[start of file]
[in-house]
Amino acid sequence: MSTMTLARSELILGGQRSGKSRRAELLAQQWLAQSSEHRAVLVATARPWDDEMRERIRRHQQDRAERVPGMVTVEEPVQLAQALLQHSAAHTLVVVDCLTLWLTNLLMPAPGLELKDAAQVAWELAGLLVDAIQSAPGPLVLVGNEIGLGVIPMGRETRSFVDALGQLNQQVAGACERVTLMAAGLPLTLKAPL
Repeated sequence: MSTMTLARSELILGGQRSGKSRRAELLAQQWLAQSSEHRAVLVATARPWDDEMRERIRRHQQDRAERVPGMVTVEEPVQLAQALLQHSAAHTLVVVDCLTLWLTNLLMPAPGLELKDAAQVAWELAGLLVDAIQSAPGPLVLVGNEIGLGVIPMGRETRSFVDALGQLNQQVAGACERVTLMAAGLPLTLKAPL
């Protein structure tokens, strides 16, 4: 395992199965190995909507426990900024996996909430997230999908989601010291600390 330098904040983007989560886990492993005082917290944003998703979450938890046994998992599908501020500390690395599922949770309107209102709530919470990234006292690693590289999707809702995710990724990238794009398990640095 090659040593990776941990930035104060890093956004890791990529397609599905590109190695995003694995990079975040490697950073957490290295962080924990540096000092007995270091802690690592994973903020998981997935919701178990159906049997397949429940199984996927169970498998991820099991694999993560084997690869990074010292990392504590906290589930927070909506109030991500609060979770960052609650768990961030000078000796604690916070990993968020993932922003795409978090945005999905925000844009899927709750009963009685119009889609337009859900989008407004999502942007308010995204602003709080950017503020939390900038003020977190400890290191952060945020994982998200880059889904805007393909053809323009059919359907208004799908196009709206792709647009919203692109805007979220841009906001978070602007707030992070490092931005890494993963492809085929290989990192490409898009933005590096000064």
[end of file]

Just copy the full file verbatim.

[in-house]
Amino acid sequence: MSTMTLARSELILGGQRSGKSRRAELLAQQWLAQSSEHRAVLVATARPWDDEMRERIRRHQQDRAERVPGMVTVEEPVQLAQALLQHSAAHTLVVVDCLTLWLTNLLMPAPGLELKDAAQVAWELAGLLVDAIQSAPGPLVLVGNEIGLGVIPMGRETRSFVDALGQLNQQVAGACERVTLMAAGLPLTLKAPL
Repeated sequence: MSTMTLARSELILGGQRSGKSRRAELLAQQWLAQSSEHRAVLVATARPWDDEMRERIRRHQQDRAERVPGMVTVEEPVQLAQALLQHSAAHTLVVVDCLTLWLTNLLMPAPGLELKDAAQVAWELAGLLVDAIQSAPGPLVLVGNEIGLGVIPMGRETRSFVDALGQLNQQVAGACERVTLMAAGLPLTLKAPL
């Protein structure tokens, strides 16, 4: 395992199965190995909507426990900024996996909430997230999908989601010291600390 330098904040983007989560886990492993005082917290944003998703979450938890046994998992599908501020500390690395599922949770309107209102709530919470990234006292690693590289999707809702995710990724990238794009398990640095 090659040593990776941990930035104060890093956004890791990529397609599905590109190695995003694995990079975040490697950073957490290295962080924990540096000092007995270091802690690592994973903020998981997935919701178990159906049997397949429940199984996927169970498998991820099991694999993560084997690869990074010292990392504590906290589930927070909506109030991500609060979770960052609650768990961030000078000796604690916070990993968020993932922003795409978090945005999905925000844009899927709750009963009685119009889609337009859900989008407004999502942007308010995204602003709080950017503020939390900038003020977190400890290191952060945020994982998200880059889904805007393909053809323009059919359907208004799908196009709206792709647009919203692109805007979220841009906001978070602007707030992070490092931005890494993963492809085929290989990192490409898009933005590096000064």